How many CMS systems in YOUR organization?
I spent time last week at the UPenn Wharton UI Conference 2010 in Philadelphia, where I was treated to a session that was music to my ears.
“Your CMS is Not a Toaster,” led by Jen Yuan, an IT communications analyst in Penn’s IS and computing department, hit the nail on the head: CMS is NOT the greatest thing since sliced bread. It’s a tool to help you achieve your website goals. Nothing more, nothing less.
There was a lot to take in from her session (more in a later post) but it was her research into CMS systems currently being used on campus that really made my eyes pop out.
A few months ago, Yuan conducted a survey targeting anyone who manages CMS or CMS-like systems on campus. In all, 64 people responded. The slate of questions included one asking which CMS a given group or department was using.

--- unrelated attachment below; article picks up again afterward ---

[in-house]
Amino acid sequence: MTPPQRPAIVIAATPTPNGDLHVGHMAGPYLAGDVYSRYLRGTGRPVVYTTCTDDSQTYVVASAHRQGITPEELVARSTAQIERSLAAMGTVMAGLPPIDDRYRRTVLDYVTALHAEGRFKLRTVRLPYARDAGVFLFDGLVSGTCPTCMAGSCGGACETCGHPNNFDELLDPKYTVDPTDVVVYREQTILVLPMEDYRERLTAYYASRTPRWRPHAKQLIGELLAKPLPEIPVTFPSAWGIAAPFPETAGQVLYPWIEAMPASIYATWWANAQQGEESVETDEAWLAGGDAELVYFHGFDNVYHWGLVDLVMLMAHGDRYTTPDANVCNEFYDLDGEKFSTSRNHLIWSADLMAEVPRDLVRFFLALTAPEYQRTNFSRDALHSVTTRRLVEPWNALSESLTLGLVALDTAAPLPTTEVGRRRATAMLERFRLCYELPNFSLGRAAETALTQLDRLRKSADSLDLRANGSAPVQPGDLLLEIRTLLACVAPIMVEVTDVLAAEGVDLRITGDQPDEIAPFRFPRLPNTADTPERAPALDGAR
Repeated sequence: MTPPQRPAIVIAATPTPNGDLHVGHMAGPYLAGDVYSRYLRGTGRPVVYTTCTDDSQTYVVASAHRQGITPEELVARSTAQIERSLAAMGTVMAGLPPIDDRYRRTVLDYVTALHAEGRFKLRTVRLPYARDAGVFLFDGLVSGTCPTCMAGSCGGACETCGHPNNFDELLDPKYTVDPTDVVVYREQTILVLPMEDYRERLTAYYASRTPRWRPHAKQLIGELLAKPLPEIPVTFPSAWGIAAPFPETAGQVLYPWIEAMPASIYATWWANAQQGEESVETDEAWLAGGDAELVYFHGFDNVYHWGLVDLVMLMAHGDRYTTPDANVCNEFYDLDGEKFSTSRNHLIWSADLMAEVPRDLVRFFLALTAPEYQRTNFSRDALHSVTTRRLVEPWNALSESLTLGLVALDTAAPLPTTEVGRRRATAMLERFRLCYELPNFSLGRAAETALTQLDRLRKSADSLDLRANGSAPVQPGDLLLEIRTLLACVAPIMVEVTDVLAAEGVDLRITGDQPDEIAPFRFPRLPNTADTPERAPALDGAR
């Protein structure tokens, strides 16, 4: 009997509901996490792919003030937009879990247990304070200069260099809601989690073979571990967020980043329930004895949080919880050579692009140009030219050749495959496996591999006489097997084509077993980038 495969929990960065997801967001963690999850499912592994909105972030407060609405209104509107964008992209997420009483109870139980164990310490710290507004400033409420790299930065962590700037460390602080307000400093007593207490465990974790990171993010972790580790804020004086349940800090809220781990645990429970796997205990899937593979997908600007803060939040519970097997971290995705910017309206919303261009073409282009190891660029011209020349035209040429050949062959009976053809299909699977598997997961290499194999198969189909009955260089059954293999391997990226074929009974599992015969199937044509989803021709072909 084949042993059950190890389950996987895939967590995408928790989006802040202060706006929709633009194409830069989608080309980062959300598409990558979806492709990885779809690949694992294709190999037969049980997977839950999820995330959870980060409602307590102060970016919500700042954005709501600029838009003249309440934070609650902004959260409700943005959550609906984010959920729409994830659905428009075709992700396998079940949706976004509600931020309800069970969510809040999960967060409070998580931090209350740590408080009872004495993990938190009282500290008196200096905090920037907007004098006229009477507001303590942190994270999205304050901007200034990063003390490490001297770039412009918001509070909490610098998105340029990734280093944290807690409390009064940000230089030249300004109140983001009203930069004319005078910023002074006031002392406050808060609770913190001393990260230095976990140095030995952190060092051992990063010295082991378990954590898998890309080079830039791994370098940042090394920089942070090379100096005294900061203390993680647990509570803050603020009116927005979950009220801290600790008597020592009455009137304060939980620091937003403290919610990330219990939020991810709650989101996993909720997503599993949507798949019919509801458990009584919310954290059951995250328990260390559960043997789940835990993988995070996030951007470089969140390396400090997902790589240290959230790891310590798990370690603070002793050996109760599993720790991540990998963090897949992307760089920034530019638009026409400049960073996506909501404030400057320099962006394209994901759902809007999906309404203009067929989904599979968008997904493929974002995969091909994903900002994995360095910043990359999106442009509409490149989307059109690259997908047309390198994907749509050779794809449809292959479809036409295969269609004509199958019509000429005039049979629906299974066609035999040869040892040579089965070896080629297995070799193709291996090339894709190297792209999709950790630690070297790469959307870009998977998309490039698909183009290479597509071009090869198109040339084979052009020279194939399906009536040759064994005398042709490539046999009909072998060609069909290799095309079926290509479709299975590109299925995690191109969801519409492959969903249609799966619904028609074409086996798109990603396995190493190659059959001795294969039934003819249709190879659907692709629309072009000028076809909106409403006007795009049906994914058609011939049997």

Care to guess how many CMS systems are in play at Penn? Five? Ten? Go higher.
Yuan’s survey identified approximately 20 (yes 20) CMS or CMS-like systems in play at Penn. The leader by far: open-source Drupal, being used by at least 14 separate departments or groups on campus, followed closely by “custom systems” (eight) and Joomla (seven).
And, old friend WordPress was cited six times by respondents, recalling for me the debate we sparked here at the Myth a few months back with our post, “Is WordPress a CMS?” But I digress.
Rounding out the remainder of the systems consisted of a who’s who of systems and tools: Adobe Contribute, Documentum eRoom, Open Text/Red Dot CMS, Expression Engine, DotNetNuke, Sharepoint, PaperThin CommonSpot … the list goes on.
Granted, Penn’s like any other large, decentralized university operating with many, many fiefdoms that don’t easily roll up into a central web authority. But it would seem a natural to try to rationalize at least some of the systems in an attempt to standardize, save on costs, reduce the range of programming expertise required, and so on. I know – easier said than done.
It begs the question: How many CMS (or CMS-like) systems are in play at your organization? And, what are you going to do about it?